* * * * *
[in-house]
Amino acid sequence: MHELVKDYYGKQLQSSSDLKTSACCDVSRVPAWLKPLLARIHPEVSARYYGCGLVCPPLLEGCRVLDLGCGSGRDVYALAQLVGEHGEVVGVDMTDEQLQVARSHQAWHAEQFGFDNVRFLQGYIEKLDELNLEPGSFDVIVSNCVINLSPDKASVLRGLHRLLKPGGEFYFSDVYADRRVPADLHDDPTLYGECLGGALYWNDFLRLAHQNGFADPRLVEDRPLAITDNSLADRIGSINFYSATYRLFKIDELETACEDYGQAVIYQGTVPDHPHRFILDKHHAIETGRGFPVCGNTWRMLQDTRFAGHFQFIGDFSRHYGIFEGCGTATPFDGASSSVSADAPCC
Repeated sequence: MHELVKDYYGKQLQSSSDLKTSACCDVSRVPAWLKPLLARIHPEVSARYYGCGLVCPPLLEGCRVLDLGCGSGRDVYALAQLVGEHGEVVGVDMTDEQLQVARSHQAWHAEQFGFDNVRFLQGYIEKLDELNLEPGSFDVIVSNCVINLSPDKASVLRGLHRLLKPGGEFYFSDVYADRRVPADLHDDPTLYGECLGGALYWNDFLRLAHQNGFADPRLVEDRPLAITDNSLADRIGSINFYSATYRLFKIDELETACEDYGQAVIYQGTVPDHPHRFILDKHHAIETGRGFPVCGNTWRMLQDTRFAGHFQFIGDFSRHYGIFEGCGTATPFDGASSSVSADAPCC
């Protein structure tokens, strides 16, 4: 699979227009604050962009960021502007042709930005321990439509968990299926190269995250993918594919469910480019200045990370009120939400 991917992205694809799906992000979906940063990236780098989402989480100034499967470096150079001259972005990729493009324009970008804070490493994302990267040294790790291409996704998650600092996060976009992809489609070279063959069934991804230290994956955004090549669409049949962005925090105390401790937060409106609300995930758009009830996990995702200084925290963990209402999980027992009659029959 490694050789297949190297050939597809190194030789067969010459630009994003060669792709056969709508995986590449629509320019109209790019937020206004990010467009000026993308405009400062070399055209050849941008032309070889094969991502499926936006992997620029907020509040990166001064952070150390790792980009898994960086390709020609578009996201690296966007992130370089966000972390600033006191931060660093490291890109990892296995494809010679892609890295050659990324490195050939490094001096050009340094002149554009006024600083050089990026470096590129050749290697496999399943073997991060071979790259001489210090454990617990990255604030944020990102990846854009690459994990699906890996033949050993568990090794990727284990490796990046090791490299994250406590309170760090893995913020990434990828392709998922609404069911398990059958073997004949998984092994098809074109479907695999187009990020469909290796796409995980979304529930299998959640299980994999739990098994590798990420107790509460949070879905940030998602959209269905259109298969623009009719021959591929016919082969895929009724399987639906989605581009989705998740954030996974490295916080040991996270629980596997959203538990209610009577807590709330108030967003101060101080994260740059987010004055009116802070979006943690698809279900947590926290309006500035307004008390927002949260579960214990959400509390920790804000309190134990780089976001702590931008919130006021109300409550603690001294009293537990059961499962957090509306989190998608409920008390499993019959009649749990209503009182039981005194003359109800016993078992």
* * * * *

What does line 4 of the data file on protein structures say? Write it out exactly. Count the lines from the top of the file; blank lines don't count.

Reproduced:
């Protein structure tokens, strides 16, 4: 699979227009604050962009960021502007042709930005321990439509968990299926190269995250993918594919469910480019200045990370009120939400 991917992205694809799906992000979906940063990236780098989402989480100034499967470096150079001259972005990729493009324009970008804070490493994302990267040294790790291409996704998650600092996060976009992809489609070279063959069934991804230290994956955004090549669409049949962005925090105390401790937060409106609300995930758009009830996990995702200084925290963990209402999980027992009659029959 490694050789297949190297050939597809190194030789067969010459630009994003060669792709056969709508995986590449629509320019109209790019937020206004990010467009000026993308405009400062070399055209050849941008032309070889094969991502499926936006992997620029907020509040990166001064952070150390790792980009898994960086390709020609578009996201690296966007992130370089966000972390600033006191931060660093490291890109990892296995494809010679892609890295050659990324490195050939490094001096050009340094002149554009006024600083050089990026470096590129050749290697496999399943073997991060071979790259001489210090454990617990990255604030944020990102990846854009690459994990699906890996033949050993568990090794990727284990490796990046090791490299994250406590309170760090893995913020990434990828392709998922609404069911398990059958073997004949998984092994098809074109479907695999187009990020469909290796796409995980979304529930299998959640299980994999739990098994590798990420107790509460949070879905940030998602959209269905259109298969623009009719021959591929016919082969895929009724399987639906989605581009989705998740954030996974490295916080040991996270629980596997959203538990209610009577807590709330108030967003101060101080994260740059987010004055009116802070979006943690698809279900947590926290309006500035307004008390927002949260579960214990959400509390920790804000309190134990780089976001702590931008919130006021109300409550603690001294009293537990059961499962957090509306989190998608409920008390499993019959009649749990209503009182039981005194003359109800016993078992």